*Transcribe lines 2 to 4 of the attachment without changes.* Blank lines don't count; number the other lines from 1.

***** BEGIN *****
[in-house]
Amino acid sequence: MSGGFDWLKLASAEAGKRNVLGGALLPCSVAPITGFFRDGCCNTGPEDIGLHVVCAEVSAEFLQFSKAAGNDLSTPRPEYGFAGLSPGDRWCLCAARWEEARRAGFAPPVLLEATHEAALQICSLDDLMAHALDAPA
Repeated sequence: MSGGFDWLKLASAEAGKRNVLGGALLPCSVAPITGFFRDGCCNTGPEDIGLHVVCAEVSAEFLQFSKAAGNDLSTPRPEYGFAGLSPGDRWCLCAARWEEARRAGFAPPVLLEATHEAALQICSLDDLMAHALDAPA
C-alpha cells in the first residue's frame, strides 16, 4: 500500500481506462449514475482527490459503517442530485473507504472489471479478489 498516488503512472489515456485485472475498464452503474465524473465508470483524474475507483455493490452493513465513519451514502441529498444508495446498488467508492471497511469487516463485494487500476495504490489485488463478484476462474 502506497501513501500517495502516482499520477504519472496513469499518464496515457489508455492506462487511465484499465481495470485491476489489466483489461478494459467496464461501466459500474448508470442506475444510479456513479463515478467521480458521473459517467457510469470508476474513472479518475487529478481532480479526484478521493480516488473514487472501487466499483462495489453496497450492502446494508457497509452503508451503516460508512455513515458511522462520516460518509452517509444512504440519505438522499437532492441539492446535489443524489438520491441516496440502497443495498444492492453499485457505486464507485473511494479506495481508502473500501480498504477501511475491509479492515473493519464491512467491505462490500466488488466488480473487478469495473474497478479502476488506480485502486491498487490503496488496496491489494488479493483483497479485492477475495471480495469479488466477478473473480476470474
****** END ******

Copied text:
Amino acid sequence: MSGGFDWLKLASAEAGKRNVLGGALLPCSVAPITGFFRDGCCNTGPEDIGLHVVCAEVSAEFLQFSKAAGNDLSTPRPEYGFAGLSPGDRWCLCAARWEEARRAGFAPPVLLEATHEAALQICSLDDLMAHALDAPA
Repeated sequence: MSGGFDWLKLASAEAGKRNVLGGALLPCSVAPITGFFRDGCCNTGPEDIGLHVVCAEVSAEFLQFSKAAGNDLSTPRPEYGFAGLSPGDRWCLCAARWEEARRAGFAPPVLLEATHEAALQICSLDDLMAHALDAPA
C-alpha cells in the first residue's frame, strides 16, 4: 500500500481506462449514475482527490459503517442530485473507504472489471479478489 498516488503512472489515456485485472475498464452503474465524473465508470483524474475507483455493490452493513465513519451514502441529498444508495446498488467508492471497511469487516463485494487500476495504490489485488463478484476462474 502506497501513501500517495502516482499520477504519472496513469499518464496515457489508455492506462487511465484499465481495470485491476489489466483489461478494459467496464461501466459500474448508470442506475444510479456513479463515478467521480458521473459517467457510469470508476474513472479518475487529478481532480479526484478521493480516488473514487472501487466499483462495489453496497450492502446494508457497509452503508451503516460508512455513515458511522462520516460518509452517509444512504440519505438522499437532492441539492446535489443524489438520491441516496440502497443495498444492492453499485457505486464507485473511494479506495481508502473500501480498504477501511475491509479492515473493519464491512467491505462490500466488488466488480473487478469495473474497478479502476488506480485502486491498487490503496488496496491489494488479493483483497479485492477475495471480495469479488466477478473473480476470474